What is the hottest new 8th Scale Buggy to hit the market? That would be the DEX8 from Team Durango. We recently got a chance to put the DEX8 kit together, while doing so we took plenty of pictures and took a whole bunch of notes.
How did our build go? Overall, it went exceptionally well. Our kit wasn’t missing any parts, the manual was fairly well done, and everything went together without having to do any trimming/modification. Thanks to many of the sub-sets being pre-built, our total build time on the buggy was right at 5 hours (which included time taking pictures, answering phone calls, etc). You will have to add about another hour to install electronics, another hour (or more) to paint up the body, and roughly another hour to glue up some tires and make final set-up adjustments like camber and toe.
Here are a few notes that we took down while building the DEX8-
* All three of the diffs on the DEX8 come pre-built, but the very first step in the kit is to add diff oil. This requires removing 4 screws from each diff before oil can be added. This was no big deal of course, but it seemed weird that the first step in building a new kit actually required dis-assembly.
* Step 3 is the addition of shock oil. The shocks come pre-built as well, so it just takes removal of the shock caps to add oil. However, the tiny shock cap vent screws were not pre-assembled on the shocks, and the manual makes no mention of where they might be found. The shock cap screws (along with four pieces of foam to go under the shock cap bladders) are located in a separate and non-tagged bag. They are easy enough to find if you know what you are looking for, if you are a first time kit builder, you might cut open a whole lot of bags looking for them.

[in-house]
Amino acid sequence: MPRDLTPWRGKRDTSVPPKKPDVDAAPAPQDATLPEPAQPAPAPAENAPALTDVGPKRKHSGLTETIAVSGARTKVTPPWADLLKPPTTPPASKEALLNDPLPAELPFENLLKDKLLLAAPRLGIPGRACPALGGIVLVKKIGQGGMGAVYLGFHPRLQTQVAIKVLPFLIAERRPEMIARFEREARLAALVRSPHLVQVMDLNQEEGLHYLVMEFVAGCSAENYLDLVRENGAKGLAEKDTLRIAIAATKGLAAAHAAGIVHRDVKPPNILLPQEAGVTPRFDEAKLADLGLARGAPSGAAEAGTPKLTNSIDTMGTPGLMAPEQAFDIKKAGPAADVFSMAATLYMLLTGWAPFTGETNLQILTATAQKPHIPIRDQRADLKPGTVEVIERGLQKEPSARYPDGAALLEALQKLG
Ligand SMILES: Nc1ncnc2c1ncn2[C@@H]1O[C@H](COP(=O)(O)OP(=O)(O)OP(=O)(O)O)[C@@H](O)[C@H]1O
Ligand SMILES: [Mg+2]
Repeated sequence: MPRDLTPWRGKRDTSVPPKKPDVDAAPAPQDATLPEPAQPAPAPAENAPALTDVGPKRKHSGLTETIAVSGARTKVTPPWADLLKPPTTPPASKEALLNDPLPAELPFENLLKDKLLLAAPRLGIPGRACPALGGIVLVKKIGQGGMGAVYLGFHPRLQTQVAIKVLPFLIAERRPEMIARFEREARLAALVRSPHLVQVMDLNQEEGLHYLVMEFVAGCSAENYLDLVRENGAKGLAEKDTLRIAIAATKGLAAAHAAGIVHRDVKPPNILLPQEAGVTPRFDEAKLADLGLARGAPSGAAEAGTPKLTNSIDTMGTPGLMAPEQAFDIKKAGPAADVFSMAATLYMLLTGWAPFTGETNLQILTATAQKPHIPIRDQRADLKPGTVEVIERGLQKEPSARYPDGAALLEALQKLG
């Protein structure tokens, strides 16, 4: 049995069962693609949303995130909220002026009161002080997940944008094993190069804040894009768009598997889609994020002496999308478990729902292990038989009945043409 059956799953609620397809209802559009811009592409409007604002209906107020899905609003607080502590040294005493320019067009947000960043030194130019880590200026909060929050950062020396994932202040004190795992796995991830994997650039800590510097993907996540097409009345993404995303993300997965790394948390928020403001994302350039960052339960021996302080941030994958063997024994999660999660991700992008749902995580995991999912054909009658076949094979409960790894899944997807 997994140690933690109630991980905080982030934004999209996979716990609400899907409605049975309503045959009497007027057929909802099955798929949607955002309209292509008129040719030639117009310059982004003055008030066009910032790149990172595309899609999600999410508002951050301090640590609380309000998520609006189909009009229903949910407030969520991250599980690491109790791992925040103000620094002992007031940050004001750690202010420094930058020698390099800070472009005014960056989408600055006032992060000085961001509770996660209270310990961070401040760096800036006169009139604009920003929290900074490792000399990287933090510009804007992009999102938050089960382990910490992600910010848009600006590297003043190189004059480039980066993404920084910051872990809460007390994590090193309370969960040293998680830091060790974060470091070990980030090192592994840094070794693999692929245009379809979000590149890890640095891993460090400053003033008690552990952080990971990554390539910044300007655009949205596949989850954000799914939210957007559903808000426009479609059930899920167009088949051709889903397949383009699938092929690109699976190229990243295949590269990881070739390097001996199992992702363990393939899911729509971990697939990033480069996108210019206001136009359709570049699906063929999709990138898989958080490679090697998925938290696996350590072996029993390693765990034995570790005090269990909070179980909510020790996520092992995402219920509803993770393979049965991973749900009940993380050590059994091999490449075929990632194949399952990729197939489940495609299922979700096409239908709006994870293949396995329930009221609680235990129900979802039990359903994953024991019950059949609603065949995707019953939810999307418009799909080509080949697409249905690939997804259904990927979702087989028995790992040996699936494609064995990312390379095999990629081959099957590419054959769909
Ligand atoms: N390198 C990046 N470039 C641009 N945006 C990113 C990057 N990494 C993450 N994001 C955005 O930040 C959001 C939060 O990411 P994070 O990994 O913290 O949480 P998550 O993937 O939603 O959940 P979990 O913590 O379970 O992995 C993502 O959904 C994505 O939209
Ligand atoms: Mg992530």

* Step 17 (installing the rear diff) says you need to open up bags 18 and 5. What it doesn’t say is that you’ll also need bag 32 to complete the step.
* In step 19 (installing the rear arms) the manual states that you need bag 3, 4, and 20. You’ll also need bag 13, trust us on this one.
* Step 24 fails to show the install of the transponder mount. While it is fairly obvious to a seasoned builder, a noob may be left scratching their head.
* Step 25 is a bit vague on the assembly and install of the tie-rod that runs from the servo horn to the steering rack. Once again, if you’ve built a few kits before it is easy enough to figure out, but if you are noob it would probably raise a few questions in your head.
* In Step 26 the manual shows the ESC wire holder installed, but does not show the screw that is used to install it.
Overall, a whole lot of the build has already been done for you. For example, in Step 14 where you install the front hubs, the pillow balls have been pre-installed, as have the CVDs, wheel hexes, and wheel nuts. In every step all the plastic parts, metal parts, and screws that you need have been bagged together to make the install as easy as possible. It is greatly appreciated that you don’t have to open 12 different bags to complete Step #1, just as it is equally appreciated that you don’t have to measure a bunch of different screws to complete each step. If you are a first time kit builder the DEX8 is one of the best vehicles you could choose to build, if you are an experienced builder the DEX8 eats up a whole lot less of your time.
Our full review of the DEX8 goes up in about a week, if you have any questions about the features of the buggy Right Here is the link to its official page over on the Team Durango website. Also, the first shipment of the DEX8 is expected to sell out quickly, if you want to make sure that you get one of the first ones to hit the market you will want to get one on pre-order at your LHS or at This Link over on the Tower Hobbies website.